301 Days

A year of gamedev experiments.

Day 37 - Seven Sins

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Code

A few more easy login tests, and adjustments for the differing account name, password, and character name requirements. Definitely still in the “making a mess” phase, figuring out how things need to be structured.

features/login.featurelink
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Scenario: Logging in a new user
Given a new random user
And a telnet connection
When I create an account and character
Then I can play the game

Scenario: Logging in an existing user
Given a new random user
And a telnet connection
When I create an account and character
And I log out
And I get disconnected
And I log in
Then I can play the game

Scenario: Logging in an existing user - initially wrong password
Given a new random user
And a telnet connection
When I create an account and character
And I log out
And I log in with the wrong then right password
Then I can play the game

Scenario: Bad account name - silly
Given a new random user
And a silly account name
And a telnet connection
Then I try to create an account and the account name is rejected

Reading

Introspection

A recent blog post from the folks over at How to Make an RPG, Seven Sins of the Eternal Dev, got me thinking. I certainly suffer from most of these failings, and this blog is largely my way of dealing with them.

  1. Babbage Trap: I have my share of never-shipped projects/experiments, and the urge to change my focus to a cool new thing. Every post counts (to me) as something I’ve delivered, and I can stave off the impulse to jump to a new thing by writing it up briefly instead.
  2. Delaying Tactics: I usually let the perfect be the enemy of the good, to avoid the embarrassment of showing something flawed. I’m discarding that, and showing my flawed efforts here in the hopes that someone can learn from them (even if it’s only future me). One could say that the blog is a delaying tactic of its own, but so far I’ve actually done more work while blogging about it than I was before.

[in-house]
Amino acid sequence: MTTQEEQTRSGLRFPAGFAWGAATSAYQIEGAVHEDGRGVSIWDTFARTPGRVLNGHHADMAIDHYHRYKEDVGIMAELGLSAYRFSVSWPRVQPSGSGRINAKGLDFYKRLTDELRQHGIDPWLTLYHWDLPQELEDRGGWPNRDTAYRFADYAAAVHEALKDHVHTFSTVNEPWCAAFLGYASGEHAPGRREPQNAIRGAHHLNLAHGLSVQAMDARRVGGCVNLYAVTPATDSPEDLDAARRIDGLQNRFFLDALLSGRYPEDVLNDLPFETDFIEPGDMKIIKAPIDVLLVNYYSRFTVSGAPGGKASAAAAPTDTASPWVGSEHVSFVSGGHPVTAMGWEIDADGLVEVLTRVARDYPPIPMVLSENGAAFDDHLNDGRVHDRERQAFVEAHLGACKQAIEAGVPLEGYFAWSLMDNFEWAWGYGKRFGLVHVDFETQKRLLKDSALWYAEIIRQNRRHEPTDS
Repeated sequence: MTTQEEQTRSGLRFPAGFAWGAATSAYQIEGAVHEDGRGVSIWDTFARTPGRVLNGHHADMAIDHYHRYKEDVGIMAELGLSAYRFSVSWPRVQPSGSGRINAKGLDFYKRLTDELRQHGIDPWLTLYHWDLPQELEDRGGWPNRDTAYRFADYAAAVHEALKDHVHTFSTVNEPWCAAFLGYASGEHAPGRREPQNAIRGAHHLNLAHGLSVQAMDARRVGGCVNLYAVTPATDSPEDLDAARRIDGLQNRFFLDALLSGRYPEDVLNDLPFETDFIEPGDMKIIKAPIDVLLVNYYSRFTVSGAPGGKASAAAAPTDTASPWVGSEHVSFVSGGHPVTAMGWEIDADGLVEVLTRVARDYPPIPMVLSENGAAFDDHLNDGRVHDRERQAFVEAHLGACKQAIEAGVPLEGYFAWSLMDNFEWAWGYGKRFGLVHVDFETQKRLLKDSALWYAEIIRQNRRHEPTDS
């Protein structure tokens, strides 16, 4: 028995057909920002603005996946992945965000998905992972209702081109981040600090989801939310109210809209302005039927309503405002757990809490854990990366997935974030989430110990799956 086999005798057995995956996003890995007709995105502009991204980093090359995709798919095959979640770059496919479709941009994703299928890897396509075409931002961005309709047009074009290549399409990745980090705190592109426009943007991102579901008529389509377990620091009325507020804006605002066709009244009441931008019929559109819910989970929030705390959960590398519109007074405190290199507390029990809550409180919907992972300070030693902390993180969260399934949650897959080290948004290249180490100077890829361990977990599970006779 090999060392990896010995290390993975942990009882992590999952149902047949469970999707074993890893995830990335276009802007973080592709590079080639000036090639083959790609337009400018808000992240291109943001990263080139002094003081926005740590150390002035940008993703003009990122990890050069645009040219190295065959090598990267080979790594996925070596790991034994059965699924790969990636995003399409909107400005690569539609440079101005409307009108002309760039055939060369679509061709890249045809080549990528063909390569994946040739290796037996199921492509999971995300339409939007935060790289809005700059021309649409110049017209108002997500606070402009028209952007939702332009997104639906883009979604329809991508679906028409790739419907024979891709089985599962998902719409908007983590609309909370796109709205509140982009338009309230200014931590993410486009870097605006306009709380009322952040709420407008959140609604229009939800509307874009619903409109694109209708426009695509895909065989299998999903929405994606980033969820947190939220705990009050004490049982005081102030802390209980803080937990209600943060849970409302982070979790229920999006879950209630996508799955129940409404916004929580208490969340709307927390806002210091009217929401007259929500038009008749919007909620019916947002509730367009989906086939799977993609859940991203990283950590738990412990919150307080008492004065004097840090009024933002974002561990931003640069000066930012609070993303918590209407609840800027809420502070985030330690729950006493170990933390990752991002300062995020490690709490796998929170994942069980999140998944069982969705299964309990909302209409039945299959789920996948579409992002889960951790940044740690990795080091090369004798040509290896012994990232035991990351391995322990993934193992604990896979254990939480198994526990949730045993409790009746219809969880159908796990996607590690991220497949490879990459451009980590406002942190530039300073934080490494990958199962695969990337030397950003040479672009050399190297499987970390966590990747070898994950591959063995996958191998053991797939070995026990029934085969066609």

3. Inertia: Work gets busy, life happens; this is definitely one I’m still working on. Doing so in public gives me an additional push. “You don’t get a soup to boil by heating it for one minute everyday” gives me pause, though: I have a day job and other responsibilities; a few hours most evenings and the occasional jam is the best I can do for now.
  4. The Creeps: The blog may actually make this worse, since a neat new feature can be a tidy post. But like the Babbage Trap above, I can scratch the itch by mentioning it and adding it to the bottom of the big to-do list.
  5. The Generational Game: Yep, my current family of projects is pretty big. So I gave myself 301 “days” and am constantly aware of where I am in that time frame.
  6. The Super Hero Effect: My issue is not one of rejecting help, but being unwilling to recruit it. I have little idea of how this is going to turn out; and absent my nostalgia, I’m not sure why anyone would choose to work on it with me. That said, I’m standing on the shoulders of giants already (the existing codebase, Unity, etc), and find more useful tidbits all of the time.
  7. Fear: I post here to conquer my fear of judgement, of embarrassment. I legitimately fear my current employer deciding that it’s a problem, despite it all being done on my own time using my own resources. Such is the nature of salaried employment, I suppose.

As an aside, I would argue that some employers actively contribute to the 三日坊主 issue: If management is constantly bouncing you from one project to another, you get used to the constant change of scenery; when you do get to work on something long enough to build up some inertia, you start to rebel against the apparent stagnation. I’ve seen this happen to high-tier customer support personnel, always being put on the biggest and angriest customer only to be pulled off whenever they cool down; when placed on a long-term project team, they quickly lose focus; then they are marked as “not a good project team member” and shuttled back to customer support. It’s a rare engineering organization that has the patience to let one of their engineers adjust to a different work pace.


Learning

PMGAI Lesson 2.1: Authoring

Some discussion of manual authoring of AI content. Lots of confirmation of things I already thought I knew, but that makes me happy.


Day 37 code - tests

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